The Promise of Multimedia Stories for Kindergarten Children At Risk

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Abstract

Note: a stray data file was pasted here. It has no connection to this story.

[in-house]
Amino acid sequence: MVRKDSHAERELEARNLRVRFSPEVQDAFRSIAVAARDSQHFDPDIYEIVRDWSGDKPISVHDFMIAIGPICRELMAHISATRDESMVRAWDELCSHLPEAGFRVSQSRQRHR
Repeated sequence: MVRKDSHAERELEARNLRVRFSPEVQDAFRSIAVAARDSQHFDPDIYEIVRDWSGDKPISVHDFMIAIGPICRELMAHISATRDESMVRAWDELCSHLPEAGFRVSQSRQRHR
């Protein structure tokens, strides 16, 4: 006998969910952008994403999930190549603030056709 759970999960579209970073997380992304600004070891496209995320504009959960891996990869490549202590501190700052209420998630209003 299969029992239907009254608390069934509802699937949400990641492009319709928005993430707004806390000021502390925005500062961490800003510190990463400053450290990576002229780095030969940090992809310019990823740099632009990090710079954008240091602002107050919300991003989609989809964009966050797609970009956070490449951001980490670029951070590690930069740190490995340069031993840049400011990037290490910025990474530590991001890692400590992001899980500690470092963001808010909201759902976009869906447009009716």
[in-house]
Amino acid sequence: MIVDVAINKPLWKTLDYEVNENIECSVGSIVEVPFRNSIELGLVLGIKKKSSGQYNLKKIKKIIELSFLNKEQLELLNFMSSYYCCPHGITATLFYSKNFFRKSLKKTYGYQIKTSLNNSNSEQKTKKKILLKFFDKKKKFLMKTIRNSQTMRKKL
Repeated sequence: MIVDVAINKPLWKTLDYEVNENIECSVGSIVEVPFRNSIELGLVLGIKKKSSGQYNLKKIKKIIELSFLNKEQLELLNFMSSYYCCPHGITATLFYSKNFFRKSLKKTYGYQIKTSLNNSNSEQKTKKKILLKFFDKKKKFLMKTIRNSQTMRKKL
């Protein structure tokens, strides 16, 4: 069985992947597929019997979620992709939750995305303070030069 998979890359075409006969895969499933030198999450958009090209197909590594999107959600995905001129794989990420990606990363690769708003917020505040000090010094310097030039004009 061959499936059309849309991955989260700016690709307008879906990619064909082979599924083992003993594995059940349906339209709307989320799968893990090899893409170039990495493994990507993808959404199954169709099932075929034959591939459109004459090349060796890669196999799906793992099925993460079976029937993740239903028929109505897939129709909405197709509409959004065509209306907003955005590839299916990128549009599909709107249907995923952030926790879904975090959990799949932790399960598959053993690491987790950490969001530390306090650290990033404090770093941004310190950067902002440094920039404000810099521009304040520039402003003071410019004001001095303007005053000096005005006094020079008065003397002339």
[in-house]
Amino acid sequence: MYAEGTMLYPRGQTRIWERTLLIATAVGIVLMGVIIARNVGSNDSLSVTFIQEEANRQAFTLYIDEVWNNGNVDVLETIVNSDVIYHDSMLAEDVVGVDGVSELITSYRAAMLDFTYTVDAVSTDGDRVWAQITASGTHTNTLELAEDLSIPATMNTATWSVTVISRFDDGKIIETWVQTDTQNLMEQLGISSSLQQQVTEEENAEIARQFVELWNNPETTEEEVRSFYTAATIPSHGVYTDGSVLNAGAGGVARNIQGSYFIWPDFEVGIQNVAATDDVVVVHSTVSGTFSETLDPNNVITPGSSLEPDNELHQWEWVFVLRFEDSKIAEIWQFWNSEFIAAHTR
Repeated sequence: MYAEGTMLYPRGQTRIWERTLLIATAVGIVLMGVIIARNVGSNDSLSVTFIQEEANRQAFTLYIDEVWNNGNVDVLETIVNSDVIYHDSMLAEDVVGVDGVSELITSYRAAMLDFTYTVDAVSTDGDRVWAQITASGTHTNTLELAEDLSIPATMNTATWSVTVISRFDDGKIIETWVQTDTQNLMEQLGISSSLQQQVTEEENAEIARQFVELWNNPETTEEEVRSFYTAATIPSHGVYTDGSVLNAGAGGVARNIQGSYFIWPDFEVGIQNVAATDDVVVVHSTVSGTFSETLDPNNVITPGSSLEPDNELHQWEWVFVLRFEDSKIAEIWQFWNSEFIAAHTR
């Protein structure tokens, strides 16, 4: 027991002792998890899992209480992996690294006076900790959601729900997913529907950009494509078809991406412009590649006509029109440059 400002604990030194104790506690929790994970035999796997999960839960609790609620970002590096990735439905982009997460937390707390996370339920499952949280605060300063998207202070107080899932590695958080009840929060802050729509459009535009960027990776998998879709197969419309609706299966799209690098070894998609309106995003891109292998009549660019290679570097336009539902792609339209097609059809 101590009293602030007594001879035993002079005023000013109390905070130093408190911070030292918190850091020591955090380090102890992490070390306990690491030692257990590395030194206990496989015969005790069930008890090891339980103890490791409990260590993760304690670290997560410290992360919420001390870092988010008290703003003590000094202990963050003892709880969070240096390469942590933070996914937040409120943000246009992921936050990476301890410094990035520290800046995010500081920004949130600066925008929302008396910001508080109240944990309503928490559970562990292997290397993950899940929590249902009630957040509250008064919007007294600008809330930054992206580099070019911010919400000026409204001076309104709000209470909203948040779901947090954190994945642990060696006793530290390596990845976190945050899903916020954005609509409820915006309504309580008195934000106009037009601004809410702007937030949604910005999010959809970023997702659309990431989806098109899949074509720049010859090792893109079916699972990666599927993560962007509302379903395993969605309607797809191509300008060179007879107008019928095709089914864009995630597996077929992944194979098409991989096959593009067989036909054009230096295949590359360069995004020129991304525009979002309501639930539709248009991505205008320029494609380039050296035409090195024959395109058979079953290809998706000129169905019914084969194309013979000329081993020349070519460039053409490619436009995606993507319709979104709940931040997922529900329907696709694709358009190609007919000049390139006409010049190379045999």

This research focuses on the ability of book-based animated stories, when well designed and produced, to have positive effects on young viewers' narrative comprehension and language skills. Sixty 5-year-olds, learning Dutch as a 2nd language, were randomly assigned to 4 experimental and 2 control conditions. The children profited to some extent from repeated encounters with a storybook with static pictures but more from repeated encounters with the animated form of the story. Both story formats were presented on a computer screen; both included the same oral text spoken in the same voice but the animated story was supplemented with multimedia features (video, sounds, and music) dramatizing the events. Multimedia additions were especially effective for gaining knowledge of implied elements of stories that refer to goals or motives of main characters, and in expanding vocabulary and syntax. The added value of multimedia books was strengthened over sessions. In a group from families with low educational levels who were lagging in language and literacy skills, multimedia storybooks seem to provide a framework for understanding stories and remembering linguistic information.

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